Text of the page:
The spherical eggs are laid singly, or occasionally in twos and threes, in various positions, including the leaves of the foodplant, exposed roots and nearby vegetation. Eggs are pale green when first laid, becoming more translucent as the larva develops within. Sites for egg-laying are typically sheltered and warm compared to their surroundings, and include grass clumps, rabbit scrapes and hoof prints from cattle. This stage lasts around 10 days.


Wall - ovum - Unknown location - 2004 (2) [REARED] [Reg Fry]
Photo © Reg Fry
Wall - ovum - Unknown location - 2004 [REARED] [Reg Fry]
Photo © Reg Fry
1-Wall Brown ovum (third stack)
Photo © Tony Moore
15-Aug-2013
Wall Brown ova. 22/8/2013 High and Over. Seaford, Sussex.
Photo © badgerbob
22-Aug-2013
Wall Brown ova on diagonal grass, showing habitat. 26/8/2013. High and Over, Seaford, E. Sussex.
Photo © badgerbob
26-Aug-2013
Wall Brown ova. 26/8/2013. High and Over, Seaford, E. Sussex.
Photo © badgerbob
26-Aug-2013
Wall Brown ova. 26/8/2013. High and Over, Seaford. E. Sussex.
Photo © badgerbob
26-Aug-2013
Wall Brown ova. High and Over, Seaford. E. Sussex 28/8/2013.
Photo © badgerbob
28-Aug-2013
Wall Brown ova. 1/9/2013 High and Over, Seaford, E.Sussex.
Photo © badgerbob
01-Sep-2013
Wall Brown ova. 1/9/2013. High and Over, Seaford. E.Sussex.
Photo © badgerbob
01-Sep-2013
Wall Brown ova. 9/8/2014. Seaford. East Sussex.
Photo © badgerbob
09-Aug-2014
Wall ovum - Mill Hill, Sussex 25-Sept-2014
Photo © Neil Hulme
25-Sep-2014

  Larva  

After emerging, the young larva typically eats its eggshell before feeding on the leaves of the foodplant. Larvae become more mobile as they mature and will move from plant to plant as needed. Larvae typically feed at night, but occasionally feed during the day. This stage lasts around 4 weeks for those larvae that do not overwinter, and there are 3 moults in total.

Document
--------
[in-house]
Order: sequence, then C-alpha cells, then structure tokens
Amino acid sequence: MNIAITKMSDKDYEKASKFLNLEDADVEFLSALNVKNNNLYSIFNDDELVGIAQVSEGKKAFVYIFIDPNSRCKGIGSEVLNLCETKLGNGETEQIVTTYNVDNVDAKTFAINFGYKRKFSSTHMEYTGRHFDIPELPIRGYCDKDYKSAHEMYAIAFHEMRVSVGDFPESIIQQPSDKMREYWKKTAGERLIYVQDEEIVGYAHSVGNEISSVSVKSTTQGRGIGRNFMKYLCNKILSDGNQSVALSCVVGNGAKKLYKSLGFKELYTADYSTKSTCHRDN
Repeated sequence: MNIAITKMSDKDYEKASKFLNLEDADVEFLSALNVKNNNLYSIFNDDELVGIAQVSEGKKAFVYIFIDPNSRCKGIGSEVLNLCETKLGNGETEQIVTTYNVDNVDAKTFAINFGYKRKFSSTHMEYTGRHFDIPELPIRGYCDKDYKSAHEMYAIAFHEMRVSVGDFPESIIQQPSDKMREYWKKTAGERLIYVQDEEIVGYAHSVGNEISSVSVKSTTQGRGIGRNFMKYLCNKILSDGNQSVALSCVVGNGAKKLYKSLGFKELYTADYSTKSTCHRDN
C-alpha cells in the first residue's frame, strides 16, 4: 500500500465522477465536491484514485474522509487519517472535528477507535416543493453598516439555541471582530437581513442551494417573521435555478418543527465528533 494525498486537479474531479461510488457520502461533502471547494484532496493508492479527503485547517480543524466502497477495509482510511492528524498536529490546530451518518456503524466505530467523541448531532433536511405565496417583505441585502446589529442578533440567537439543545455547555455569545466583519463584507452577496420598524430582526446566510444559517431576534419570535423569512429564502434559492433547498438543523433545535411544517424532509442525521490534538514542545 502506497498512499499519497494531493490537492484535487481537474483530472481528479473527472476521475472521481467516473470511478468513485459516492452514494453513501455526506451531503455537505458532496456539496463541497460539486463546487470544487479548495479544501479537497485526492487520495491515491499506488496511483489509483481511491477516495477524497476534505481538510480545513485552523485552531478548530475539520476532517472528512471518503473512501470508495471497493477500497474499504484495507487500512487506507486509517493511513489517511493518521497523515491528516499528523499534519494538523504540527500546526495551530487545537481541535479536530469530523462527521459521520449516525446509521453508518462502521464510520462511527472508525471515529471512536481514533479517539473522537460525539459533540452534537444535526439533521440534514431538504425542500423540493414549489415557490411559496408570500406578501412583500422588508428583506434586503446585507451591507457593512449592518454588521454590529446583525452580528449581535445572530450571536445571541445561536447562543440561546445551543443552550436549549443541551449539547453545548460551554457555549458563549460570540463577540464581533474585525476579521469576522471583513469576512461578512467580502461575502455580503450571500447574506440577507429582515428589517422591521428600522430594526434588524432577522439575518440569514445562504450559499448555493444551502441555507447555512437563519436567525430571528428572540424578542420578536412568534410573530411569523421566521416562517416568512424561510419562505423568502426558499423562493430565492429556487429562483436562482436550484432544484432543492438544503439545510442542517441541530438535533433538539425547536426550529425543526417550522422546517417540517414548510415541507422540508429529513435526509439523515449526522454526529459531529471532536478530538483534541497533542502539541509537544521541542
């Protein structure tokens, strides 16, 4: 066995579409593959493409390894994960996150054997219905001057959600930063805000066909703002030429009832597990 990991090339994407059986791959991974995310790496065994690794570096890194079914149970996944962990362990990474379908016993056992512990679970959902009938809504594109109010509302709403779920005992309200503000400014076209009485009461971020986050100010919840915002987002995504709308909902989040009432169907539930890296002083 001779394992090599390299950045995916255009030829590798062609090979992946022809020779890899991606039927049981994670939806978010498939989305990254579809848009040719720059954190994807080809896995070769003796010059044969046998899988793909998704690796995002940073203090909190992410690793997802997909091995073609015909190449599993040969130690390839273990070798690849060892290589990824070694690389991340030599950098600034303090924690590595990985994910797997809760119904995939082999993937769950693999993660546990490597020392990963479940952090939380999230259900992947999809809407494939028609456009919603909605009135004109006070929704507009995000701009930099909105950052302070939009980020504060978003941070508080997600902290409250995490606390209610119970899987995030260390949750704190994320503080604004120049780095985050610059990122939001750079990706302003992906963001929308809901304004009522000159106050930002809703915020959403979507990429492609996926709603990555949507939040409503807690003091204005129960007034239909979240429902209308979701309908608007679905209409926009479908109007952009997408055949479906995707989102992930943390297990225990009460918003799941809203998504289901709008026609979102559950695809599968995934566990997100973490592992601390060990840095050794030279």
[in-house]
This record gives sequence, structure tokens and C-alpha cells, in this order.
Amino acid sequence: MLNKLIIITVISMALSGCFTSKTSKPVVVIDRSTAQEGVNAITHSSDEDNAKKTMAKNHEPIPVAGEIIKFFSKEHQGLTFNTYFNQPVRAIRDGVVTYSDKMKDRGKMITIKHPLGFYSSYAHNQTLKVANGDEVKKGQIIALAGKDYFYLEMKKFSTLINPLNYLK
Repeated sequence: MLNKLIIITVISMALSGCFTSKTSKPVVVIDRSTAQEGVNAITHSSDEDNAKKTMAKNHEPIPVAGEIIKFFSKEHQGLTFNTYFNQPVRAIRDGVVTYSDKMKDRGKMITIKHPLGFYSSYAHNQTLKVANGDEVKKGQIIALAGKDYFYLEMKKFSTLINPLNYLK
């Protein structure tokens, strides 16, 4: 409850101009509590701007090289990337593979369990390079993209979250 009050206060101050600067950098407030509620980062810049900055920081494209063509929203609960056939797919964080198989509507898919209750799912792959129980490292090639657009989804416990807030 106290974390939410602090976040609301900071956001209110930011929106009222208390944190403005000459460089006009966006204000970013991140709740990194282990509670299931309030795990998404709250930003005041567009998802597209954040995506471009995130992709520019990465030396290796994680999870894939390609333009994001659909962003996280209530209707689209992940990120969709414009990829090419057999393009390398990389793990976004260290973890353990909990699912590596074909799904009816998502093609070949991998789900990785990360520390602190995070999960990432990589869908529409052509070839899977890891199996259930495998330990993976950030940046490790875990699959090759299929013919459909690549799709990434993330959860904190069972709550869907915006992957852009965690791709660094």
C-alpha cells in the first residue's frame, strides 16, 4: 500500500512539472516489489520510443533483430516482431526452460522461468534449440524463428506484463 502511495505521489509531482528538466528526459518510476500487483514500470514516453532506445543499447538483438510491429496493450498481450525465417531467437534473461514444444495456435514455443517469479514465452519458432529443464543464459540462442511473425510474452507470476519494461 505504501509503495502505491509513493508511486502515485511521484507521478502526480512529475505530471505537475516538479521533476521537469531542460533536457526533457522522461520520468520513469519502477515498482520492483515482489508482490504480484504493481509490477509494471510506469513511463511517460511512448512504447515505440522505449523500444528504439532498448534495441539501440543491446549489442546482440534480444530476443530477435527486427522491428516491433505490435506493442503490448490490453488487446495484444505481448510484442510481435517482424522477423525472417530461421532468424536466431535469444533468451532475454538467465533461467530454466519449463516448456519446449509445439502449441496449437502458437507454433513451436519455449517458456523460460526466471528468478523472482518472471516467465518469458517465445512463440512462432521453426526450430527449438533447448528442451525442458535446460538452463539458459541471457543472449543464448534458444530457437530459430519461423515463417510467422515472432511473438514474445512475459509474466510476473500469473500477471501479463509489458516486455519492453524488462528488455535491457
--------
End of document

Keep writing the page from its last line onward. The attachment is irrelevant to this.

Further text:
Location of wall larva, High and Over, Sussex. 31/1/2013.
Photo © badgerbob
31-Jan-2013
Wall larva. High and Over, Sussex. 31/01/2013.
Photo © badgerbob
31-Jan-2013
Wall - larva - Thatcham - 24-Apr-05 (3) [REARED]
Photo © Pete Eeles
24-Apr-2005
Wall - larva - Thatcham - 24-Apr-05 (4) [REARED]
Photo © Pete Eeles
24-Apr-2005
Wall - larva - Thatcham - 24-Apr-05 [REARED]
Photo © Pete Eeles
15-Apr-2005
Wall - larva - Unknown location - 2004 (2) [REARED] [Reg Fry]
Photo © Reg Fry
Wall - larva - Unknown location - 2004 (3) [REARED] [Reg Fry]
Photo © Reg Fry
Wall Brown larvae. High and Over, Sussex. 30/01/2013.
Photo © badgerbob
Approx 1.5cm length.
30-Jan-2013
Wall larva. High and Over, Sussex. 31/01/2013.
Photo © badgerbob
31-Jan-2013
Wall Brown Larva - High and Over, Seaford, Sussex 20-March-2012 (DSC7864)
Photo © badgerbob
20-Mar-2012
Wall larva, High and Over, Seaford. 28/3/2012.
Photo © badgerbob
28-Mar-2012
Wall Brown larva following moult. 6/3/2013. High and Over. Seaford.
Photo © badgerbob
06-Mar-2013
Moulting Wall Brown larva. 5/3/2013 High and Over. Seaford.
Photo © badgerbob
Moulting Wall Brown larva. 5/3/2013 High and Over. Seaford.
Photo © badgerbob
05-Mar-2013
Wall Brown larva. 18/3/2013. High and Over, Seaford.
Photo © badgerbob
18-Mar-2013
Wall Brown larva. 18/3/2013. High and Over. Seaford.
Photo © badgerbob
18-Mar-2013
Wall Brown larva. High and Over, Seaford. 27/3/2013.
Photo © badgerbob
27-Mar-2013
Wall Brown larva. High and Over. 6/4/2013.
Photo © badgerbob
06-Apr-2013
Wall larva 4 days before pupation. 19/4/2013. High and Over.
Photo © badgerbob
19-Apr-2013
Wall larva 4 days before pupation. 19/4/2013. High and Over. Seaford.
Photo © badgerbob
19-Apr-2013
Recently hatched larva
Photo © Tony Moore
17-Aug-2013
Wall Brown larva. High and Over. Sussex. 4/3/2014.
Photo © badgerbob
04-Mar-2014
Wall Brown larva. High and Over. Sussex. 4/3/2014.
Photo © badgerbob
04-Mar-2014

  Pupa  

The green pupa is formed head down, attached by the cremaster to the foodplant or nearby vegetation and is extremely well camouflaged. This stage lasts around 2 weeks.


Wall - pupa - Thatcham - 24-Apr-05 (2) [REARED]